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Lady Clara Vere de Vere,

When thus he met his mother's view, She had the passions of her kind,

She spake some certain truths of you. Indeed I heard one bitter word

That scarce is fit for you to hear; Her manners had not that

repose Which stamps the caste of Vere de Vere.

Lady Clara Vere de Vere,

There stands a spectre in your hall: The guilt of blood is at your door:

You changed a wholesome heart to gall. You held your course without remorse,

To make him trust his modest worth,
And, last, you fix'd a vacant stare,
And slew him with

your

noble birth.

Trust
me,

Clara Vere de Vere,
From

yon

blue heavens above us bent The grand old gardener and his wife

Smile at the claims of long descent.

Howe'er it be, it seems to me,

'Tis only noble to be good. Kind hearts are more than coronets,

And simple faith than Norman blood.

I know you, Clara Vere de Vere :

You pine among your halls and towers :
The languid light of your proud eyes

Is wearied of the rolling hours.
In glowing health, with boundless wealth,

But sickening of a vague disease,
You know so ill to deal with time,

You needs must play such pranks as these.

Clara, Clara Vére de Vere,

If Time be heavy on your hands,
Are there no beggars at your gate,
Nor any poor

about
your

lands? Oh! teach the orphan-boy to read,

Or teach the orphan-girl to sew, Pray Heaven for a human heart,

And let the foolish yeoman go.

THE MAY QUEEN.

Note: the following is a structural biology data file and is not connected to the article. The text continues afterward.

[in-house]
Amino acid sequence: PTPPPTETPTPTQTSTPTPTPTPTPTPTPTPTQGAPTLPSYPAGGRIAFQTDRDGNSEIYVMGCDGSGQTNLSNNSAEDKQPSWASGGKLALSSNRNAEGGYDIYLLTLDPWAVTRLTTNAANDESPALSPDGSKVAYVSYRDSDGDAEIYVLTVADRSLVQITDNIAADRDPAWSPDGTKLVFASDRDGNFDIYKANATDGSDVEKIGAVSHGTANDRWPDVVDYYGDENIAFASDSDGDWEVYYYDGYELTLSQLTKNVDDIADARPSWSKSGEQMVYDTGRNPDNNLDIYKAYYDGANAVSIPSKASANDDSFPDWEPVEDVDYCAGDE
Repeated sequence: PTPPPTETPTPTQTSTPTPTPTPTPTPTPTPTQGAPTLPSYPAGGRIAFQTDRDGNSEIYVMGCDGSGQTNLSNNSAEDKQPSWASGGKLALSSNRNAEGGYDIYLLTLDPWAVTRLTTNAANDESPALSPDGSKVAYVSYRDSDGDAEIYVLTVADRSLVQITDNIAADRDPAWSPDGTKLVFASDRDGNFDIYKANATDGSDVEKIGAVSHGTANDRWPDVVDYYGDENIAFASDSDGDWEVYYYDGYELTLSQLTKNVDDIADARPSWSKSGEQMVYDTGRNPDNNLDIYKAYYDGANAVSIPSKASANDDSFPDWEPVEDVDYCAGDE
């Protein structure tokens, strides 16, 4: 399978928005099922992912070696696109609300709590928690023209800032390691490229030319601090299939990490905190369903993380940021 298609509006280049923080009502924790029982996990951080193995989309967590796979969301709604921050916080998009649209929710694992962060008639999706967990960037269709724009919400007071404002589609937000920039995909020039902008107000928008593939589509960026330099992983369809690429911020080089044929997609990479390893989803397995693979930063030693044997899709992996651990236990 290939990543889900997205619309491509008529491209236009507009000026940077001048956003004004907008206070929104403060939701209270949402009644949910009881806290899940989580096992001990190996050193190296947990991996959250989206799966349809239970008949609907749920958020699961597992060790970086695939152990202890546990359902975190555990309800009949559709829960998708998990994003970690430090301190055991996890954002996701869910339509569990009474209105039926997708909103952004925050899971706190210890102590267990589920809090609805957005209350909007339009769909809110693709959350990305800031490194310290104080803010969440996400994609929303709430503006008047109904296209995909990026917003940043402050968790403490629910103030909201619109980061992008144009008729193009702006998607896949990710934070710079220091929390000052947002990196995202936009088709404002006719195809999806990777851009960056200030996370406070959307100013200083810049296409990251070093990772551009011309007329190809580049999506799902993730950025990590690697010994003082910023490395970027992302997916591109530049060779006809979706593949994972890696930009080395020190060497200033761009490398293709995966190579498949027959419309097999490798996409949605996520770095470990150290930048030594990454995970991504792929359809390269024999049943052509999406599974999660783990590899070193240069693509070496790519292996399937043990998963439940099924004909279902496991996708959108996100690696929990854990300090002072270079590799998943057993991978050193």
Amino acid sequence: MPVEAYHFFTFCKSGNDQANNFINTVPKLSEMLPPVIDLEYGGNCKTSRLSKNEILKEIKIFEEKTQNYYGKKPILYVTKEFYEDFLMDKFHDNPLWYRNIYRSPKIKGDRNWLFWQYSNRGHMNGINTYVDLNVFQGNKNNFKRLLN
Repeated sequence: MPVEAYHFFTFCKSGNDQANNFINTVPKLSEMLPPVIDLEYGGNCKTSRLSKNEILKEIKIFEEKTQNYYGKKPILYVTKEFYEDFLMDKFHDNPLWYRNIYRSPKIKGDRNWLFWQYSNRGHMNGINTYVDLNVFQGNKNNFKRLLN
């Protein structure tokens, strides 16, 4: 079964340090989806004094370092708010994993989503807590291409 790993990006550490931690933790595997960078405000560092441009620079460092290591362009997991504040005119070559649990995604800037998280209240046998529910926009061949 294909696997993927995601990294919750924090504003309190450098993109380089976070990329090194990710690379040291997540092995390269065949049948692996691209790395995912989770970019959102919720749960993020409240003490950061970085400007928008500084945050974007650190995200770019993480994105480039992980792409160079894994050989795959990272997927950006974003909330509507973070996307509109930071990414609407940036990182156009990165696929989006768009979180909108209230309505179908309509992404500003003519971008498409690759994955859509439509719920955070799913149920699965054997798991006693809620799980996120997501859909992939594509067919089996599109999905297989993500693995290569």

I.

You must wake and call me early, call me early, mother

dear ;

To-morrow ’ill be the happiest time of all the glad New

year ; Of all the glad New-year, mother, the maddest merriest

day; For I'm to be Queen o' the May, mother, I’m to be

Queen o' the May.

II.

There's many a black black eye, they say, but none so bright as mine

; There's Margaret and Mary, there's Kate and Caroline : But none so fair as little Alice in all the land they say, So I ’m to be Queen o' the May, mother, I'm to be

Queen o' the May.

III.

I sleep so sound all night, mother, that I shall never wake, If

you do not call me loud when the day begins to break: But I must gather knots of flowers, and buds and garlands

gay, For I'm to be Queen o' the May, mother, I'm to be

Queen o' the May.

IV.

As I came up the valley whom think ye should I see, But Robin leaning on the bridge beneath the hazel-tree? He thought of that sharp look, mother, I gave him

yesterday,But I'm to be Queen o’ the May, mother, I'm to be

Queen o' the May.

V.

He thought I was a ghost, mother, for I was all in white, And I ran by him without speaking, like a flash of light. They call me cruel-hearted, but I care not what they say, For I'm to be Queen o’ the May, mother, I'm to be

Queen o' the May.

VI.

They say he's dying all for love, but that can

never be :

They say his heart is breaking, mother—what is that

to me?

There's many a bolder lad ’ill woo me any summer day, And I'm to be Queen o' the May, mother, I'm to be

Queen o' the May.

VII.

Little Effie shall go with me to-morrow to the green,

'll be there too, mother, to see me made the

And you

Queen; For the shepherd lads on every side ’ill come from far

away, And I'm to be Queen o’the May, mother, I ’m to be

Queen o' the May.

VIII.

The honeysuckle round the porch has wov'n its wavy

bowers, And by the meadow-trenches blow the faint sweet

cuckoo-flowers;

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